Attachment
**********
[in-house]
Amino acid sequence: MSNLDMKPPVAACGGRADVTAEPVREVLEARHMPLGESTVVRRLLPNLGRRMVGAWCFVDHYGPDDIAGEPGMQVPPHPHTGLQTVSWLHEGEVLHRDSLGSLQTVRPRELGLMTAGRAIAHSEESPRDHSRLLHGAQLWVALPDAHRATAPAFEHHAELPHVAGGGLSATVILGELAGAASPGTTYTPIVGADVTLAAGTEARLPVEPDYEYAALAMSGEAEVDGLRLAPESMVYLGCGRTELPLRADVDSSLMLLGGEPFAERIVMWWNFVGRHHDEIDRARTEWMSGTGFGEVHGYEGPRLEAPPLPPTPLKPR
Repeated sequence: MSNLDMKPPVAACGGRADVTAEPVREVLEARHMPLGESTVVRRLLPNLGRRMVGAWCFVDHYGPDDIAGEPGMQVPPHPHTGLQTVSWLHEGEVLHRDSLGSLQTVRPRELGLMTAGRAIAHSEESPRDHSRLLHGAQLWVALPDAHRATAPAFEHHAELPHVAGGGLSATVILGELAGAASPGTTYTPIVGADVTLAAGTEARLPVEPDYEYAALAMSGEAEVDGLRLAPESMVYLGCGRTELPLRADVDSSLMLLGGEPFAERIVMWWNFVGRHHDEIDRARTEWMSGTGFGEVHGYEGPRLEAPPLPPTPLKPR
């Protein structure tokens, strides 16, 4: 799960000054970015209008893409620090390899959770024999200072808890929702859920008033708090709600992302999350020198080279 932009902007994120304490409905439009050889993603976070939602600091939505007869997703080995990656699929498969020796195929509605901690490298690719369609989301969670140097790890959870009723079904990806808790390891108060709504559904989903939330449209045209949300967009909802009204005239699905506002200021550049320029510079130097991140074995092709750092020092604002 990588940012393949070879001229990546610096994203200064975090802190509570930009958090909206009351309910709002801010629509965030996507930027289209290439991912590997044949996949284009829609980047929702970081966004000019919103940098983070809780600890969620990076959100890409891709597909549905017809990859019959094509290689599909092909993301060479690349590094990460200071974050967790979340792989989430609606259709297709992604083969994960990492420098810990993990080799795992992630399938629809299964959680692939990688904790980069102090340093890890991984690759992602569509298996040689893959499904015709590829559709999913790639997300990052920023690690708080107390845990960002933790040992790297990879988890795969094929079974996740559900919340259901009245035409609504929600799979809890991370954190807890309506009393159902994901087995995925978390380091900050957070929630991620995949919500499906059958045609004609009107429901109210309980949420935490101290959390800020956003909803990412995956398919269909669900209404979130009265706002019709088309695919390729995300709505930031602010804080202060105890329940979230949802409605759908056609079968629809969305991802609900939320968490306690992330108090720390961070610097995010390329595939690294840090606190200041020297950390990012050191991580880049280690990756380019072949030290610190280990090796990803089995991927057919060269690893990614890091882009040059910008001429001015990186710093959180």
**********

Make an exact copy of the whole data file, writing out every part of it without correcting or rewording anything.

[in-house]
Amino acid sequence: MSNLDMKPPVAACGGRADVTAEPVREVLEARHMPLGESTVVRRLLPNLGRRMVGAWCFVDHYGPDDIAGEPGMQVPPHPHTGLQTVSWLHEGEVLHRDSLGSLQTVRPRELGLMTAGRAIAHSEESPRDHSRLLHGAQLWVALPDAHRATAPAFEHHAELPHVAGGGLSATVILGELAGAASPGTTYTPIVGADVTLAAGTEARLPVEPDYEYAALAMSGEAEVDGLRLAPESMVYLGCGRTELPLRADVDSSLMLLGGEPFAERIVMWWNFVGRHHDEIDRARTEWMSGTGFGEVHGYEGPRLEAPPLPPTPLKPR
Repeated sequence: MSNLDMKPPVAACGGRADVTAEPVREVLEARHMPLGESTVVRRLLPNLGRRMVGAWCFVDHYGPDDIAGEPGMQVPPHPHTGLQTVSWLHEGEVLHRDSLGSLQTVRPRELGLMTAGRAIAHSEESPRDHSRLLHGAQLWVALPDAHRATAPAFEHHAELPHVAGGGLSATVILGELAGAASPGTTYTPIVGADVTLAAGTEARLPVEPDYEYAALAMSGEAEVDGLRLAPESMVYLGCGRTELPLRADVDSSLMLLGGEPFAERIVMWWNFVGRHHDEIDRARTEWMSGTGFGEVHGYEGPRLEAPPLPPTPLKPR
């Protein structure tokens, strides 16, 4: 799960000054970015209008893409620090390899959770024999200072808890929702859920008033708090709600992302999350020198080279 932009902007994120304490409905439009050889993603976070939602600091939505007869997703080995990656699929498969020796195929509605901690490298690719369609989301969670140097790890959870009723079904990806808790390891108060709504559904989903939330449209045209949300967009909802009204005239699905506002200021550049320029510079130097991140074995092709750092020092604002 990588940012393949070879001229990546610096994203200064975090802190509570930009958090909206009351309910709002801010629509965030996507930027289209290439991912590997044949996949284009829609980047929702970081966004000019919103940098983070809780600890969620990076959100890409891709597909549905017809990859019959094509290689599909092909993301060479690349590094990460200071974050967790979340792989989430609606259709297709992604083969994960990492420098810990993990080799795992992630399938629809299964959680692939990688904790980069102090340093890890991984690759992602569509298996040689893959499904015709590829559709999913790639997300990052920023690690708080107390845990960002933790040992790297990879988890795969094929079974996740559900919340259901009245035409609504929600799979809890991370954190807890309506009393159902994901087995995925978390380091900050957070929630991620995949919500499906059958045609004609009107429901109210309980949420935490101290959390800020956003909803990412995956398919269909669900209404979130009265706002019709088309695919390729995300709505930031602010804080202060105890329940979230949802409605759908056609079968629809969305991802609900939320968490306690992330108090720390961070610097995010390329595939690294840090606190200041020297950390990012050191991580880049280690990756380019072949030290610190280990090796990803089995991927057919060269690893990614890091882009040059910008001429001015990186710093959180």